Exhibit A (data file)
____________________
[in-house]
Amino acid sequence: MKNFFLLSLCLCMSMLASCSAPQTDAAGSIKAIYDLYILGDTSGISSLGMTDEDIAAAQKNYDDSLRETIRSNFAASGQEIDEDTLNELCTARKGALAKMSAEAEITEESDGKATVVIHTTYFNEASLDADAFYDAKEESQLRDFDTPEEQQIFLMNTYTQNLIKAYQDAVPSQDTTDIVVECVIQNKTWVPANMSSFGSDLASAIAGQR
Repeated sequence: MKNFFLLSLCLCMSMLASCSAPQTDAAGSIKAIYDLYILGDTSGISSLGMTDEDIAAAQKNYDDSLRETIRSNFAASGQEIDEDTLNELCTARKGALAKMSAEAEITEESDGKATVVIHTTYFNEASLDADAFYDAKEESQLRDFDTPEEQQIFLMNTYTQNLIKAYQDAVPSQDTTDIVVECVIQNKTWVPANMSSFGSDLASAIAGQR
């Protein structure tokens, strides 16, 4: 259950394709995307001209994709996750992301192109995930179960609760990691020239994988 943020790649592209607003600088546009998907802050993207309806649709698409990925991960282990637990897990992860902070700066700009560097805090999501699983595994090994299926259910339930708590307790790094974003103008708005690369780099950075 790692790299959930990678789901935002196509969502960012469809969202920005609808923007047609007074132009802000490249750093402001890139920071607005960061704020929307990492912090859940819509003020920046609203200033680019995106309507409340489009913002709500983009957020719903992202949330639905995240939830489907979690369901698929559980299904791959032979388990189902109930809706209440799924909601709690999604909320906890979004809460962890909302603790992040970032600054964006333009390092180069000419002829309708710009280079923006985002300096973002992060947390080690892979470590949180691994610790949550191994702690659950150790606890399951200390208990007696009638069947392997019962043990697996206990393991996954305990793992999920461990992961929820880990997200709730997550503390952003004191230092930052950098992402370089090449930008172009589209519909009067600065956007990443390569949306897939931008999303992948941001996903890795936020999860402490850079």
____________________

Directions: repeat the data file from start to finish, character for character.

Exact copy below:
[in-house]
Amino acid sequence: MKNFFLLSLCLCMSMLASCSAPQTDAAGSIKAIYDLYILGDTSGISSLGMTDEDIAAAQKNYDDSLRETIRSNFAASGQEIDEDTLNELCTARKGALAKMSAEAEITEESDGKATVVIHTTYFNEASLDADAFYDAKEESQLRDFDTPEEQQIFLMNTYTQNLIKAYQDAVPSQDTTDIVVECVIQNKTWVPANMSSFGSDLASAIAGQR
Repeated sequence: MKNFFLLSLCLCMSMLASCSAPQTDAAGSIKAIYDLYILGDTSGISSLGMTDEDIAAAQKNYDDSLRETIRSNFAASGQEIDEDTLNELCTARKGALAKMSAEAEITEESDGKATVVIHTTYFNEASLDADAFYDAKEESQLRDFDTPEEQQIFLMNTYTQNLIKAYQDAVPSQDTTDIVVECVIQNKTWVPANMSSFGSDLASAIAGQR
């Protein structure tokens, strides 16, 4: 259950394709995307001209994709996750992301192109995930179960609760990691020239994988 943020790649592209607003600088546009998907802050993207309806649709698409990925991960282990637990897990992860902070700066700009560097805090999501699983595994090994299926259910339930708590307790790094974003103008708005690369780099950075 790692790299959930990678789901935002196509969502960012469809969202920005609808923007047609007074132009802000490249750093402001890139920071607005960061704020929307990492912090859940819509003020920046609203200033680019995106309507409340489009913002709500983009957020719903992202949330639905995240939830489907979690369901698929559980299904791959032979388990189902109930809706209440799924909601709690999604909320906890979004809460962890909302603790992040970032600054964006333009390092180069000419002829309708710009280079923006985002300096973002992060947390080690892979470590949180691994610790949550191994702690659950150790606890399951200390208990007696009638069947392997019962043990697996206990393991996954305990793992999920461990992961929820880990997200709730997550503390952003004191230092930052950098992402370089090449930008172009589209519909009067600065956007990443390569949306897939931008999303992948941001996903890795936020999860402490850079």